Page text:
Smugglers' relic at Canvey
From the July 1904 edition of the Canvey News Dutch Island Chronicle and Benfleet Advertiser, passed to us by Ray Woodberry.
It may not be known to many readers of the Canvey News that an interesting relic of Canvey’s smuggling days lies in one of the creeks near Leigh Beck. If the visitor be of an adventurous turn of mind, and will explore the eastern extremity of the Island, he may come across the fragmentary remains of what was once the water home of a crew of smugglers.
A few moments’ survey is sufficient to show how well selected was their position for purpose of concealment; the outlet being eastward, a high bank on either side, with mast lowered, their position seemed secure from view either from land or sea.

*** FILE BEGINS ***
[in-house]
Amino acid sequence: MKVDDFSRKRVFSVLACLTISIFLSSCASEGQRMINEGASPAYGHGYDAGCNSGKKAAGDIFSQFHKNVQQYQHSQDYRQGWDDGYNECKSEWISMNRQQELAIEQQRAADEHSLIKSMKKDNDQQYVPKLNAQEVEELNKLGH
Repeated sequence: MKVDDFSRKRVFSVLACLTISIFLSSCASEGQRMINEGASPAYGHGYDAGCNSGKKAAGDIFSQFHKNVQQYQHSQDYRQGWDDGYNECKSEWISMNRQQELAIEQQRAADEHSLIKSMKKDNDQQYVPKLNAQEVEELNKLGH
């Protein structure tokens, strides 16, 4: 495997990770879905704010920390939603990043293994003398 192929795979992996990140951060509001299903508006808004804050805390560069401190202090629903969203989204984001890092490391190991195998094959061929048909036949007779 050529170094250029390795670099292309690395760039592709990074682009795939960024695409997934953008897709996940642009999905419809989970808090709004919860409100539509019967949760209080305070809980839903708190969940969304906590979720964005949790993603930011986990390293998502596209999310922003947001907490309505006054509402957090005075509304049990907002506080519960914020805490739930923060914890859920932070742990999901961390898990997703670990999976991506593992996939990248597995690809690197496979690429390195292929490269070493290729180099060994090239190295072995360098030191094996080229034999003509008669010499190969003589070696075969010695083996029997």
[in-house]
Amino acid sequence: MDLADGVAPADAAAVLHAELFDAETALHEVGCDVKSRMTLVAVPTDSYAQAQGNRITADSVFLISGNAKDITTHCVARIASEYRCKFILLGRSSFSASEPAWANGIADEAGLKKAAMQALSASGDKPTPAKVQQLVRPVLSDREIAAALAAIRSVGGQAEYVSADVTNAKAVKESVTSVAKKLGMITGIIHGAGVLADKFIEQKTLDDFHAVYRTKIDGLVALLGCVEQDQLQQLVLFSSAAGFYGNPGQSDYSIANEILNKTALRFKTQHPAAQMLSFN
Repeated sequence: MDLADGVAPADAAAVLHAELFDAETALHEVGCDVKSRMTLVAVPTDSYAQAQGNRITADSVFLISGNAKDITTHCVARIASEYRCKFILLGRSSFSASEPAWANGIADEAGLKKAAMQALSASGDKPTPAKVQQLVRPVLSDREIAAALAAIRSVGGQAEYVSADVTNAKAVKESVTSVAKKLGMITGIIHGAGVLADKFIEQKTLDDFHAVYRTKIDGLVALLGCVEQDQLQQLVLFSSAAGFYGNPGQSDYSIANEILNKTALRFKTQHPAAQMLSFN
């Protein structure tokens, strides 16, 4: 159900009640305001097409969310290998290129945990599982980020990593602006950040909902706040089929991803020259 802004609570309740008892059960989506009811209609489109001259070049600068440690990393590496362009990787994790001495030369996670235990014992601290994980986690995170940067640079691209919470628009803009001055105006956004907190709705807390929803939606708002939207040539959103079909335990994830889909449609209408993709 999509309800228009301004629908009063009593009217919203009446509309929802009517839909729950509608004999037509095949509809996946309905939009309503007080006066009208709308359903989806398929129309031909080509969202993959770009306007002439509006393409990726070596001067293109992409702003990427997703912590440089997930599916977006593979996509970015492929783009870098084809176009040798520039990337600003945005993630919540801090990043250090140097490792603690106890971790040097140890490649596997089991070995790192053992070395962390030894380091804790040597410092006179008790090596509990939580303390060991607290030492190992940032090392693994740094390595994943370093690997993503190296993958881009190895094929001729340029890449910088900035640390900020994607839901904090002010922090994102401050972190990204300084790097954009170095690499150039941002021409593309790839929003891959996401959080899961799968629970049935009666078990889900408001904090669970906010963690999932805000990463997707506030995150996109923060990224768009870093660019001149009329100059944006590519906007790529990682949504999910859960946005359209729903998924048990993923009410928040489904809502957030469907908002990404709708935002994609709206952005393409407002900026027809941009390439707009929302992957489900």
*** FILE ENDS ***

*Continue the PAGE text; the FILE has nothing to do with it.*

The presence of these smugglers was extremely obnoxious to the then owner of the land, and parley was followed by threat. As warnings to leave seemed all in vain this state of affairs only produced severe tension between the owner of the land and the smuggling crew. This was ended suddenly, for upon one occasion, when seeking recreation and change, the crew, having found entertainment on the mainland, spent the night ashore, and upon their return a surprise awaited them. What had occurred to the boat?
In the absence of the men this had been set on fire, and now but little else than charred cinders is left to tell of those days.
The decked craft that had been their home so long, together with stores and cargo, had made a bonfire of no small proportions: all had been consumed in the devouring flame, save for the little that is now to be seen, viz.—the stem of the boat, its transome on end connected by its keel, this sustaining a few stumpy broken ribs which stand out on either side.
This is but one out of many little reminiscences of Canvey’s smuggling days which may be retold in our columns from time to time.